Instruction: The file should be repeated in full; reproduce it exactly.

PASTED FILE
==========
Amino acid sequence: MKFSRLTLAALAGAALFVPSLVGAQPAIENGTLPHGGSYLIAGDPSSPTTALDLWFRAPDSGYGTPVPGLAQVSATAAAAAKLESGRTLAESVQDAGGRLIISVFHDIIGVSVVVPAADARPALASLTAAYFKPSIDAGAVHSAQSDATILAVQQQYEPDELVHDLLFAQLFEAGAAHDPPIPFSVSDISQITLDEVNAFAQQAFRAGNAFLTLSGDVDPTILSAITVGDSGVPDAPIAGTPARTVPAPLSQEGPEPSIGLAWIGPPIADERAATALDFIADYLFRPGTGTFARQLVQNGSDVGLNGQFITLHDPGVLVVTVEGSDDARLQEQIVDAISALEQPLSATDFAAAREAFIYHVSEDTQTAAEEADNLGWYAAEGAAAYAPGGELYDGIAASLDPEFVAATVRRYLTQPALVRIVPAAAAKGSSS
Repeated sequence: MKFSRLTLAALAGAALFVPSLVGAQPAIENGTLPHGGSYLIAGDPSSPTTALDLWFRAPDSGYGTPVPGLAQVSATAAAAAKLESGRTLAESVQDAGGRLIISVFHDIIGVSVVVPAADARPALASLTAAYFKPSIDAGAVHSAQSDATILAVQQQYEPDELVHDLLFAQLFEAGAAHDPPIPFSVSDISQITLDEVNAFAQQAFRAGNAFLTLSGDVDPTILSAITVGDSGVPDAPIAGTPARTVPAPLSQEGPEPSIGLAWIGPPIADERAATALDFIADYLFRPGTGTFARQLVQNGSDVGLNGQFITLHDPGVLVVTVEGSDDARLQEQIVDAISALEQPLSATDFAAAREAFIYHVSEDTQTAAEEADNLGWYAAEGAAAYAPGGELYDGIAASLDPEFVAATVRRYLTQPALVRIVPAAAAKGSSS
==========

Amino acid sequence: MKFSRLTLAALAGAALFVPSLVGAQPAIENGTLPHGGSYLIAGDPSSPTTALDLWFRAPDSGYGTPVPGLAQVSATAAAAAKLESGRTLAESVQDAGGRLIISVFHDIIGVSVVVPAADARPALASLTAAYFKPSIDAGAVHSAQSDATILAVQQQYEPDELVHDLLFAQLFEAGAAHDPPIPFSVSDISQITLDEVNAFAQQAFRAGNAFLTLSGDVDPTILSAITVGDSGVPDAPIAGTPARTVPAPLSQEGPEPSIGLAWIGPPIADERAATALDFIADYLFRPGTGTFARQLVQNGSDVGLNGQFITLHDPGVLVVTVEGSDDARLQEQIVDAISALEQPLSATDFAAAREAFIYHVSEDTQTAAEEADNLGWYAAEGAAAYAPGGELYDGIAASLDPEFVAATVRRYLTQPALVRIVPAAAAKGSSS
Repeated sequence: MKFSRLTLAALAGAALFVPSLVGAQPAIENGTLPHGGSYLIAGDPSSPTTALDLWFRAPDSGYGTPVPGLAQVSATAAAAAKLESGRTLAESVQDAGGRLIISVFHDIIGVSVVVPAADARPALASLTAAYFKPSIDAGAVHSAQSDATILAVQQQYEPDELVHDLLFAQLFEAGAAHDPPIPFSVSDISQITLDEVNAFAQQAFRAGNAFLTLSGDVDPTILSAITVGDSGVPDAPIAGTPARTVPAPLSQEGPEPSIGLAWIGPPIADERAATALDFIADYLFRPGTGTFARQLVQNGSDVGLNGQFITLHDPGVLVVTVEGSDDARLQEQIVDAISALEQPLSATDFAAAREAFIYHVSEDTQTAAEEADNLGWYAAEGAAAYAPGGELYDGIAASLDPEFVAATVRRYLTQPALVRIVPAAAAKGSSS